With only one hour’s notice the night before a shoot was due to take place, girls from our assignments department received a call from a desperate client who needed three ethnic models on a photographic shoot for Londis the next morning. The shoot locations were Dundee and Perth and the client, award winning Matt Wain Photography, required models to be photographed as shoppers in the store.
Models Jatesh, Magdalena and Farideh all stepped in at the last minute and thoroughly enjoyed the shoot, with Jatesh being described as “brilliant, professional class!” despite it being his very first modelling assignment.
Jatesh commented “I enjoyed my photo shoot at Londis. Matt the photographer and his team were really nice and they were easy to speak to. I don’t think I could say anything bad about the day at all, everything went well and I can’t wait to do another job. Hopefully all photographers are as friendly as Matt.”
For lots of people, working in the fashion industry would be a dream job, whether it’s as a designer, a model or a photographer. Reality TV shows such as Stylista, Project Runway and the Next Top Model series’ have inspired more people to try and get into this line of work.
However, according to Anna Wintour, editor-in-chief of American Vogue magazine, these programmes are making work in the fashion industry too easy. They are encouraging people to do it because it’s the ‘in’ thing, rather than, as she says, “believing in it.”
Her advice is: “Don’t go too fast. Because of reality television, everyone imagines they can just be a fashion designer, photographer, or model. That’s not the way things go. Learn your craft.”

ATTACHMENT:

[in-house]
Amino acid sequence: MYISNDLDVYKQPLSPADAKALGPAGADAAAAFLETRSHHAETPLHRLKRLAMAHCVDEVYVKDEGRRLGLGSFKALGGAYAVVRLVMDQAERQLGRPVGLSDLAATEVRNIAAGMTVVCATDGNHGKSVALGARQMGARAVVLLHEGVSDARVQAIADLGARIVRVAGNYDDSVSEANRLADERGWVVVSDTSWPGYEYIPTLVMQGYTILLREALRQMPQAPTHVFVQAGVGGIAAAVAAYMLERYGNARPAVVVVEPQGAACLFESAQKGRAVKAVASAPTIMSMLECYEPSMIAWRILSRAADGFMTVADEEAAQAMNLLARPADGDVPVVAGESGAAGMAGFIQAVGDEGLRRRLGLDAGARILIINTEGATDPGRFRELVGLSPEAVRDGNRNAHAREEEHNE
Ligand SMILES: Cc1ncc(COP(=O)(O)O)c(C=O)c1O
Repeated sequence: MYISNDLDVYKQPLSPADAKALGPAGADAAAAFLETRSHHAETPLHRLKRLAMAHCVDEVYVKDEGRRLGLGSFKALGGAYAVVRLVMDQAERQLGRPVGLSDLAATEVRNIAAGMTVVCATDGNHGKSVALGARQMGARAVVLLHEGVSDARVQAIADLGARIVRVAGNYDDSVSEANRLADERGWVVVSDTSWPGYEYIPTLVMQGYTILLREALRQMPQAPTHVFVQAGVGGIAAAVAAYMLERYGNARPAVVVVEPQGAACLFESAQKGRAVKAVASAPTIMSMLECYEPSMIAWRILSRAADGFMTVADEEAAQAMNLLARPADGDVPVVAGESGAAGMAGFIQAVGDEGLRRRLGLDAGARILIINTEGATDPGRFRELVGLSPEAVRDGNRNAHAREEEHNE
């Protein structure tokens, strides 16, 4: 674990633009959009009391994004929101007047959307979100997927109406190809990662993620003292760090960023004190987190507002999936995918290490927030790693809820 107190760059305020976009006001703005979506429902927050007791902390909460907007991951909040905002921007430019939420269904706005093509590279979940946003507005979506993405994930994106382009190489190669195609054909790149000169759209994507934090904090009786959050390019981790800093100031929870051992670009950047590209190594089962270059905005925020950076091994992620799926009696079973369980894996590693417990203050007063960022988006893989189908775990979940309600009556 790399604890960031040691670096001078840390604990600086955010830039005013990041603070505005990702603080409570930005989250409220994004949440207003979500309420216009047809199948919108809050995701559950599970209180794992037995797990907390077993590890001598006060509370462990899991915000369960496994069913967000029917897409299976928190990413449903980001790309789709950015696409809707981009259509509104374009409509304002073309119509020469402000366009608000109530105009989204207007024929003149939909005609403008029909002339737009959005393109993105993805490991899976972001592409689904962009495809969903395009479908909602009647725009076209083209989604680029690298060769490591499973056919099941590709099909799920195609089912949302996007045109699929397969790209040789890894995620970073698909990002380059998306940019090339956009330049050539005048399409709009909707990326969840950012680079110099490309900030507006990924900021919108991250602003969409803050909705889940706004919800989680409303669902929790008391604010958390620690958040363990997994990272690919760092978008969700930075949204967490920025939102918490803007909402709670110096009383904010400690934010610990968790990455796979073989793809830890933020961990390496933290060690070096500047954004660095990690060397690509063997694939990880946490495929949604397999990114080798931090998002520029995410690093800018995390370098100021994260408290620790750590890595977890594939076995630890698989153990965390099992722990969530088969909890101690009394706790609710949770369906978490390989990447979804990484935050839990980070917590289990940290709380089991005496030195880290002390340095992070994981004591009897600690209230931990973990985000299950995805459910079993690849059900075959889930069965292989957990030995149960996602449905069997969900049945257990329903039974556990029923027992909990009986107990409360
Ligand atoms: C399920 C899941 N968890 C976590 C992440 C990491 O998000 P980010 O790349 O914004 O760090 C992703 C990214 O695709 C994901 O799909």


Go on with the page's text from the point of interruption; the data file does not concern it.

This opinion is fair enough, but maybe just a little bit hypocritical. Vogue has announced that it is making its own series of short videos, Model.Live, to be shown on Vogue.TV online starting on August 19th. Apparently it’s not reality TV, “just amateurs live”. The show will follow three models through their work at the major fashion weeks and address any issues that arise including eating disorders or depression. It’s costing them a huge $3 million dollars to make (the shows are only 8 minutes long which means about $31,000 a minute) so lets hope it’s worth it!
Are programmes like this worth it, inspiring a new generation for the fashion industry? Or are they just a waste of money?
Earlier this month, one of our models got to live out every girl’s dream and become a princess for the day! The 19-year-old model, Yasamine, completed an assignment for Models Direct where she was photographed to appear on the packaging of Nintendo’s new video game, titled Princess Debut.
Nintendo is one of the world’s leading games manufacturers, and Princess Debut is one of their top games for girls. In the game, the player has thirty days to get ready for the big ball. In that time, they have to master dance moves, choose the perfect outfit and find a Prince Charming to take to the ball.
Yasamine was pampered and fussed over, having her hair and makeup done and dressing up in a beautiful gown. She really enjoyed her day. “I was asked to act like a princess and dance as if I was at a ball, smiling and feeling excited to see my prince,” she said. “It felt amazing, dressing up, pretending to be a princess – you can’t complain!”
Yasamine is just one of our models here at Models Direct who has found success with a national campaign for a big brand. Look out for her on the front cover of Princess Debut, as pictured above!